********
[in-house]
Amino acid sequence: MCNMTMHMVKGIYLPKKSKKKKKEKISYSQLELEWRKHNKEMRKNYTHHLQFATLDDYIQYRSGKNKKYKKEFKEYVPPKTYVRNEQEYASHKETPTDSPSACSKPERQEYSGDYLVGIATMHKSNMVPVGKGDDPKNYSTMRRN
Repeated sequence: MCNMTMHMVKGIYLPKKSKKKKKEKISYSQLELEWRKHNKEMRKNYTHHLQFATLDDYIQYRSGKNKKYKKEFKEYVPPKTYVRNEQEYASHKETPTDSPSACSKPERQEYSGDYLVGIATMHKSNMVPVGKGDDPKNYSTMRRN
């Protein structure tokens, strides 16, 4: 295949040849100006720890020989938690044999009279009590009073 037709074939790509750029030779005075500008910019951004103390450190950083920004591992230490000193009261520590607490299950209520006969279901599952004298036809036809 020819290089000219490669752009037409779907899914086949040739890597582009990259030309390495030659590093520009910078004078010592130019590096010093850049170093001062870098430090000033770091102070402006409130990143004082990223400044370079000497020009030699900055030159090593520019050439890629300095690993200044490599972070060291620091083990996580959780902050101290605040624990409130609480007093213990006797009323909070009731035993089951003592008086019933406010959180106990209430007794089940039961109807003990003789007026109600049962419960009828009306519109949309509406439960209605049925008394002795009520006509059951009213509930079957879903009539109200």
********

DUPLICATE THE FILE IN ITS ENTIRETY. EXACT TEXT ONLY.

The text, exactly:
[in-house]
Amino acid sequence: MCNMTMHMVKGIYLPKKSKKKKKEKISYSQLELEWRKHNKEMRKNYTHHLQFATLDDYIQYRSGKNKKYKKEFKEYVPPKTYVRNEQEYASHKETPTDSPSACSKPERQEYSGDYLVGIATMHKSNMVPVGKGDDPKNYSTMRRN
Repeated sequence: MCNMTMHMVKGIYLPKKSKKKKKEKISYSQLELEWRKHNKEMRKNYTHHLQFATLDDYIQYRSGKNKKYKKEFKEYVPPKTYVRNEQEYASHKETPTDSPSACSKPERQEYSGDYLVGIATMHKSNMVPVGKGDDPKNYSTMRRN
């Protein structure tokens, strides 16, 4: 295949040849100006720890020989938690044999009279009590009073 037709074939790509750029030779005075500008910019951004103390450190950083920004591992230490000193009261520590607490299950209520006969279901599952004298036809036809 020819290089000219490669752009037409779907899914086949040739890597582009990259030309390495030659590093520009910078004078010592130019590096010093850049170093001062870098430090000033770091102070402006409130990143004082990223400044370079000497020009030699900055030159090593520019050439890629300095690993200044490599972070060291620091083990996580959780902050101290605040624990409130609480007093213990006797009323909070009731035993089951003592008086019933406010959180106990209430007794089940039961109807003990003789007026109600049962419960009828009306519109949309509406439960209605049925008394002795009520006509059951009213509930079957879903009539109200």